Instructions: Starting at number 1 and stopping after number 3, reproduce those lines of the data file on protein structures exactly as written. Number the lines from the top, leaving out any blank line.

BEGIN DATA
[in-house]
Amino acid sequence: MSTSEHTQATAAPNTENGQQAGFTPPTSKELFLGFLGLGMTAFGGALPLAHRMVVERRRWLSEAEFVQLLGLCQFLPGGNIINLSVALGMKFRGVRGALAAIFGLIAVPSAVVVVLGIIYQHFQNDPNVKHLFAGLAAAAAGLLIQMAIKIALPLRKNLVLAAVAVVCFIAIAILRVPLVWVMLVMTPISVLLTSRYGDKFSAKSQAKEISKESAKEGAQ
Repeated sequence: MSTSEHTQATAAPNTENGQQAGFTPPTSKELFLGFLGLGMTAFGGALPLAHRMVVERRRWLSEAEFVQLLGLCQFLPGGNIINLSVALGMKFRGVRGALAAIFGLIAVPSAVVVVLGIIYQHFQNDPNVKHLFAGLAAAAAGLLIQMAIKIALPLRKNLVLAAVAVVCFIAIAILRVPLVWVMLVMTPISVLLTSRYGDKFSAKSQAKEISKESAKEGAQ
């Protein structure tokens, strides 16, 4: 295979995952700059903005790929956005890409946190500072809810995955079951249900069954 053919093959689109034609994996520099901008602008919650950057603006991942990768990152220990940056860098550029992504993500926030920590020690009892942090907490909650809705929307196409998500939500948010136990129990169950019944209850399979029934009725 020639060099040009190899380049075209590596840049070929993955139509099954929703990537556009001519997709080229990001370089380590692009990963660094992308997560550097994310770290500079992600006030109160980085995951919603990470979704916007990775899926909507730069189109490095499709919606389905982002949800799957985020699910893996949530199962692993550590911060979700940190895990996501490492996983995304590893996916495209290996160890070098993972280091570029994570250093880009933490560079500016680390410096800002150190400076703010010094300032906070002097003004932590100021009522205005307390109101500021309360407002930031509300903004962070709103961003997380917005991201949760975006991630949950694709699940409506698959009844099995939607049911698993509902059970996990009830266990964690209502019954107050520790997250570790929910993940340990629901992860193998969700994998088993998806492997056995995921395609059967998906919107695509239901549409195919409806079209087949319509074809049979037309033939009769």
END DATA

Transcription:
[in-house]
Amino acid sequence: MSTSEHTQATAAPNTENGQQAGFTPPTSKELFLGFLGLGMTAFGGALPLAHRMVVERRRWLSEAEFVQLLGLCQFLPGGNIINLSVALGMKFRGVRGALAAIFGLIAVPSAVVVVLGIIYQHFQNDPNVKHLFAGLAAAAAGLLIQMAIKIALPLRKNLVLAAVAVVCFIAIAILRVPLVWVMLVMTPISVLLTSRYGDKFSAKSQAKEISKESAKEGAQ
Repeated sequence: MSTSEHTQATAAPNTENGQQAGFTPPTSKELFLGFLGLGMTAFGGALPLAHRMVVERRRWLSEAEFVQLLGLCQFLPGGNIINLSVALGMKFRGVRGALAAIFGLIAVPSAVVVVLGIIYQHFQNDPNVKHLFAGLAAAAAGLLIQMAIKIALPLRKNLVLAAVAVVCFIAIAILRVPLVWVMLVMTPISVLLTSRYGDKFSAKSQAKEISKESAKEGAQ